The Mountain Times

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Blighted property to become GMP Energy Innovation Center

Downtown Rutland's largest empty and arguably most blighted property will become the home of Green Mountain Power's new Energy Innovation Center, a place where the company can work with other energy providers and customers to develop new customer programs and choices and learn from a collaborative approach to solving today's energy challenges.

"I am so pleased that we have secured the former Eastman's property, which was once a cornerstone of downtown but in recent years has weighed heavily on it," GMP President and CEO Mary Powell said. "We will create a place where customers can learn about energy, generation and the environmental impact of energy decisions, cutting-edge technologies and new customer programs. The EIC will help our customers envision a new world of energy choices.

"We expect to make the Energy Innovation Center the birthplace of innovative new ideas for the benefit of our customers across Vermont," Powell said. "This development is also a key component of the new company's facilities plan to achieve millions of dollars of savings for customers. In restructuring the number and use of its facilities the company will achieve customer-focused fast and efficient operations, as well as reduce the overall square footage consumed for operations."

Powell said the EIC will be the focal point of GMP's renewable energy development, including efforts to make Rutland the solar capital of the northeast, and an information resource for customers.

Powell was joined by Mayor Christopher Louras and local business and community leaders as she made the announcement at 1:30 p.m. Friday, Sept. 21. Powell said the purchase followed consideration of numerous other properties, and extended negotiations.
Louras, who headed a city panel that provided input on the site selection earlier this summer, welcomed the news. "When I think of the challenges facing downtown Rutland, this building is at the top of the list," Louras said. "It has been in serious decline for years. The EIC will be a fantastic addition to downtown, and will replace a blighted liability with an asset, a building that mixes historic charm and modern thinking. I could not be happier for the city, or for the rest of downtown's business owners."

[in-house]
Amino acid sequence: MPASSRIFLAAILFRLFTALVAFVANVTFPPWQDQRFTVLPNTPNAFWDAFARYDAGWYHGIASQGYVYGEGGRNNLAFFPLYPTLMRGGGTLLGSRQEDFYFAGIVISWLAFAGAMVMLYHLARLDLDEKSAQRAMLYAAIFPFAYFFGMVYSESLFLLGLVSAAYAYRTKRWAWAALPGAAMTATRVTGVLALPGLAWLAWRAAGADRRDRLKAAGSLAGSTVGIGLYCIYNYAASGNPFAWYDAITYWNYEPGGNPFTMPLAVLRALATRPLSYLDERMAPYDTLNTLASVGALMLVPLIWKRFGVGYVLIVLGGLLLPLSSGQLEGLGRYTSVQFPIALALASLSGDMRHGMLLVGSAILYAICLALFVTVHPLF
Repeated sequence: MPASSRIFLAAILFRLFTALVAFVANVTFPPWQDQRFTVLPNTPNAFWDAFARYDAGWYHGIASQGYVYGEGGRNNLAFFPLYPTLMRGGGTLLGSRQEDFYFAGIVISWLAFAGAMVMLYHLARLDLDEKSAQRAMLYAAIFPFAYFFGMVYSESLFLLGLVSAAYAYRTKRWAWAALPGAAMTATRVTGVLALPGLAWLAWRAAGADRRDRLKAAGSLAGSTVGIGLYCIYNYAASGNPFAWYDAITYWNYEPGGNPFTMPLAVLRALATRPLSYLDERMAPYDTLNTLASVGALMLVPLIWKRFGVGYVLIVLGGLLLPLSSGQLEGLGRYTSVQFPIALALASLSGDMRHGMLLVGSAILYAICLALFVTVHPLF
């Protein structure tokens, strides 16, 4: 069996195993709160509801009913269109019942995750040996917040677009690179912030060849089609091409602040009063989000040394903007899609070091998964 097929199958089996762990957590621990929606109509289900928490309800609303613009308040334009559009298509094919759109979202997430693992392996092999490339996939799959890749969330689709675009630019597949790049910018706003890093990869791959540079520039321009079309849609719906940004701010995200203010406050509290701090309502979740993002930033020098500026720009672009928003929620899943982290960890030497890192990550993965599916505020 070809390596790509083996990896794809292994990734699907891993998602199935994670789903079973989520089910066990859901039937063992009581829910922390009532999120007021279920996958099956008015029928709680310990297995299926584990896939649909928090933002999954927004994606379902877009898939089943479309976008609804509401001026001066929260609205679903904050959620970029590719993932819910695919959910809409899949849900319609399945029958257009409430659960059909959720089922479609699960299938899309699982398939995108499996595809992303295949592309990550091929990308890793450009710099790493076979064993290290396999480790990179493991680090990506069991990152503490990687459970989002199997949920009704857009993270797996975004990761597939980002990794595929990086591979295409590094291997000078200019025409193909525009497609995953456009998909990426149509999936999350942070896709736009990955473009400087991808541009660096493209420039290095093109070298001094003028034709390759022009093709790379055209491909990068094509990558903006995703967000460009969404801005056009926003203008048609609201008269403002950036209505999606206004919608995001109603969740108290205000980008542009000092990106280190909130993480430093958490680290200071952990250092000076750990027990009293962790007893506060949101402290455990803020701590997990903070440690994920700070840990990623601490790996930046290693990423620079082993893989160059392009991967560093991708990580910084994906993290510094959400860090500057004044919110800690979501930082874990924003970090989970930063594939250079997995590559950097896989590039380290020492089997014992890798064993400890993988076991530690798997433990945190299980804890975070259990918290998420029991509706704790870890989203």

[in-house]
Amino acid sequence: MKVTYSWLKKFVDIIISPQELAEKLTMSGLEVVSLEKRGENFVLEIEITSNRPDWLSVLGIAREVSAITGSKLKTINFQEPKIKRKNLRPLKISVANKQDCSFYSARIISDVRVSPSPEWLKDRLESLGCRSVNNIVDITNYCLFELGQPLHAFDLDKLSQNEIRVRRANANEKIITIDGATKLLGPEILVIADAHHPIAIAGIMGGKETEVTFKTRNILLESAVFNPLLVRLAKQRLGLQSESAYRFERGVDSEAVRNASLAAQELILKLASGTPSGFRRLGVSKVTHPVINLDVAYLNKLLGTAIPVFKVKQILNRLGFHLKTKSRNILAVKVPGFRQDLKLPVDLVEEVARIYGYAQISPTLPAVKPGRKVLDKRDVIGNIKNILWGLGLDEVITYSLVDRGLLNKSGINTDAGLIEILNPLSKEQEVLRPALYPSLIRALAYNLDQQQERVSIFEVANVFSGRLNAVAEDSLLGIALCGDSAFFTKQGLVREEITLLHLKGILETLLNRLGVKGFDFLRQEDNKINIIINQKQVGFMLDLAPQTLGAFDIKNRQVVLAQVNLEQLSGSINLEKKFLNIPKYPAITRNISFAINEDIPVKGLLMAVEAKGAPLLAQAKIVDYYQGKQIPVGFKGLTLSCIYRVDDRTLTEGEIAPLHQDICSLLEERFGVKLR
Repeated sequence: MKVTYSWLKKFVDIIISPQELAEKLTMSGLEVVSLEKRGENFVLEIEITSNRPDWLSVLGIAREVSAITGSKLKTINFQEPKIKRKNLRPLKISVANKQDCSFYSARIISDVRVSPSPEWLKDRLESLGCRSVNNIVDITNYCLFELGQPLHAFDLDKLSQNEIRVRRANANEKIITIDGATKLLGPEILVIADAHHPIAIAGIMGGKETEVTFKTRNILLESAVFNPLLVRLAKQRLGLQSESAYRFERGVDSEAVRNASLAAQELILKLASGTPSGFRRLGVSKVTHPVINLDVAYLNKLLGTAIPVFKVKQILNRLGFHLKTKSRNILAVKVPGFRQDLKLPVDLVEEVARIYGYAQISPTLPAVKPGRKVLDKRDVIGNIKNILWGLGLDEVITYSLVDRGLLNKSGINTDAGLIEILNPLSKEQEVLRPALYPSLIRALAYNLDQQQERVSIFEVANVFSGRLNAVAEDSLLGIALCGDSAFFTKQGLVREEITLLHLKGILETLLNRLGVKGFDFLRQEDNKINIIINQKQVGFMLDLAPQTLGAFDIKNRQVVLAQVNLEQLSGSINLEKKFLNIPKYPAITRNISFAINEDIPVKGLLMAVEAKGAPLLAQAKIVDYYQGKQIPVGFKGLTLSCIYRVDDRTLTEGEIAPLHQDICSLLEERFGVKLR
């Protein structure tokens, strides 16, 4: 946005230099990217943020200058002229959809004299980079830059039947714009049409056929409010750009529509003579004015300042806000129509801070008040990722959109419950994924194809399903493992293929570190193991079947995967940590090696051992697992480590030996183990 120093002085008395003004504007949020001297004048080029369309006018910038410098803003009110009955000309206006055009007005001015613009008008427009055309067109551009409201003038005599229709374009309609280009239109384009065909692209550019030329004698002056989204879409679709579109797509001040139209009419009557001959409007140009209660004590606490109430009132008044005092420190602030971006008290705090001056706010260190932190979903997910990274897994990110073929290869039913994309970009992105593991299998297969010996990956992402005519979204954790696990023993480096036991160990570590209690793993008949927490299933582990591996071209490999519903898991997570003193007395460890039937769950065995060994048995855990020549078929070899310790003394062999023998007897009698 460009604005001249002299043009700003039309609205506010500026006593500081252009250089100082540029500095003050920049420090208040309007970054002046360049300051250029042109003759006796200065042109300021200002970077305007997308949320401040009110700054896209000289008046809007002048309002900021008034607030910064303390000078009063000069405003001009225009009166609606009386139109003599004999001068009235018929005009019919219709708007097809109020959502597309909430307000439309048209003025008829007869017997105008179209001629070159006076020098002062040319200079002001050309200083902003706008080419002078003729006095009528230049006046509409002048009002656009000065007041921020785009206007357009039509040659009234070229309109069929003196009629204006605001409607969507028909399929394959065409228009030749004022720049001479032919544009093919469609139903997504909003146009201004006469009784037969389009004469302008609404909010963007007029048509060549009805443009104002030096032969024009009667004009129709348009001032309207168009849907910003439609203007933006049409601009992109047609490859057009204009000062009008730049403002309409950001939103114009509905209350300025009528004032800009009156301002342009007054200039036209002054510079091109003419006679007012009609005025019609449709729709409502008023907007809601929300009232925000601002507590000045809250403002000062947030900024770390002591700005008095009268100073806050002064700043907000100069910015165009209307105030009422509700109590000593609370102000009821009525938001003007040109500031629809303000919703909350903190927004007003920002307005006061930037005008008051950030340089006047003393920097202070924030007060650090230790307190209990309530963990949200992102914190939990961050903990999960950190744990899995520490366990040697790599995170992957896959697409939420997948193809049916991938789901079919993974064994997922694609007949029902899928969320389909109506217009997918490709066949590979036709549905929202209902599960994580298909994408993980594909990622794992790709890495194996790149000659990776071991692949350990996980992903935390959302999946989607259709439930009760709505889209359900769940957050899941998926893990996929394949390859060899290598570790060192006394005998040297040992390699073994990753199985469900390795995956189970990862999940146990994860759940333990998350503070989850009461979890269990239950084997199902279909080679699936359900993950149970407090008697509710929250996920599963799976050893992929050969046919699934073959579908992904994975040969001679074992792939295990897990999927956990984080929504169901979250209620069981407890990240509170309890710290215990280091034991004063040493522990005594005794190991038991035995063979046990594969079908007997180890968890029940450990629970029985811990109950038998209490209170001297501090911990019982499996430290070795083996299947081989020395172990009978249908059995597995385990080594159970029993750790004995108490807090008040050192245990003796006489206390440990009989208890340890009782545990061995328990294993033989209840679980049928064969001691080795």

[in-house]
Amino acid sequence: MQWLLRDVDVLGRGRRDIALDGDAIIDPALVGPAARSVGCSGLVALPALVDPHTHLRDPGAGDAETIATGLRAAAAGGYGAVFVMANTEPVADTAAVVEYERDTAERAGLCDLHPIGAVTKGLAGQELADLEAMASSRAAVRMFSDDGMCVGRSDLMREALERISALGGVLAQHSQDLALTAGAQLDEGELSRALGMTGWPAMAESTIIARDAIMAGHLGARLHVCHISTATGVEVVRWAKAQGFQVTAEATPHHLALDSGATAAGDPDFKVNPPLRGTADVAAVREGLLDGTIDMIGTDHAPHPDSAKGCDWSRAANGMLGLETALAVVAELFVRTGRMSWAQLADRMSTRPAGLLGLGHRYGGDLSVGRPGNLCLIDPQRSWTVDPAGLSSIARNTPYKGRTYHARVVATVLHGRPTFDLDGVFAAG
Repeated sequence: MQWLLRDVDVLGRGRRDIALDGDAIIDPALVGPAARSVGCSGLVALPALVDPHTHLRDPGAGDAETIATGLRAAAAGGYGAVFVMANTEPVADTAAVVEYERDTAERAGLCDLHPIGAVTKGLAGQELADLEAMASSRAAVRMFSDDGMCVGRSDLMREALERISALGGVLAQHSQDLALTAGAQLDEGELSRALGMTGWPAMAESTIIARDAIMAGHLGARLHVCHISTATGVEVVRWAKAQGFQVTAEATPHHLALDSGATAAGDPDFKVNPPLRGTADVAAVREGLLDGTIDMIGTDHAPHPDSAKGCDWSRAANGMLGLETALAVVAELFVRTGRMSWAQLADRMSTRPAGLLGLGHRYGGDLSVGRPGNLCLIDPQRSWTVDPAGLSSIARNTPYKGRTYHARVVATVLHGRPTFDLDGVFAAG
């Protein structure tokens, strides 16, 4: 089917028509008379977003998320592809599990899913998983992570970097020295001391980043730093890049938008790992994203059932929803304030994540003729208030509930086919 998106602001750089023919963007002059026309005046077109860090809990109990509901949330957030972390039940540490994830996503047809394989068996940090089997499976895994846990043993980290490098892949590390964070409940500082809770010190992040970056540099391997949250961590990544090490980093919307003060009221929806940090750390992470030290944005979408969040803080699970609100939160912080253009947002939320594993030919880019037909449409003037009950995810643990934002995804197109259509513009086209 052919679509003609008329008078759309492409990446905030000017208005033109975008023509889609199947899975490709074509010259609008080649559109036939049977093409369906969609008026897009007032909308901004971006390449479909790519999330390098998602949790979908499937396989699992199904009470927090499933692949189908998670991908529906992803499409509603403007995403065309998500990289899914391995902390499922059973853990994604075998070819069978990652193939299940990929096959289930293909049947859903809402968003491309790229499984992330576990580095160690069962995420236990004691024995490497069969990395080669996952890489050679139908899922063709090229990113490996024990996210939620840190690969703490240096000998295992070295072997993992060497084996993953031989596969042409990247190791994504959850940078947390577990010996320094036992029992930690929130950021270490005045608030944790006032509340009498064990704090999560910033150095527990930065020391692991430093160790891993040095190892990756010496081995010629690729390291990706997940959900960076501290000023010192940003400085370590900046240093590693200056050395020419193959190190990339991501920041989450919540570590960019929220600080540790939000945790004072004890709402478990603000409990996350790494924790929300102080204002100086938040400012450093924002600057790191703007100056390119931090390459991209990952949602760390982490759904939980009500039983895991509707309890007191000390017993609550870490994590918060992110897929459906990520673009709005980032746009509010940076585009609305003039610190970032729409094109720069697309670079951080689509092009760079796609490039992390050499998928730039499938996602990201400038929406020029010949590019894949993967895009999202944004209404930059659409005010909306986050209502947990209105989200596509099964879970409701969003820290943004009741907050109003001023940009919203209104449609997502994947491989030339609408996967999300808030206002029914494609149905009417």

Work has already begun with NBF Architects, a Rutland firm that played a key role in the restoration of the Paramount Theatre. The building will include office space, displays and interactive educational opportunities. The roof will include a heat pump system and solar, and will be accessible for tours. The company expects to finalize architectural work shortly before going out to bid for construction, with hopes of being in the new facility next fall.

Steve Costello, GMP's vice president for generation and energy innovation, said the building and location was the clear choice after looking at myriad options. "The Eastman building has enough space for staff, customer education and potential co-location of partners interested in helping our customers make the most of their energy dollars," Costello said. "Our analysis shows this site to be the least-cost option, and it will serve us and our customers extremely well."

EIC staff will move into temporary space in Rutland's Opera House in November, pending completion of the Eastman restoration. "We want to get the team all in one place to help quickly facilitate development of new customer programs and renewable projects," Powell said.
Green Mountain Power (www.greenmountainpower.com) transmits, distributes and sells electricity in the state of Vermont. The company, which serves more than 250,000 customers, has set its vision to be the best small utility in America.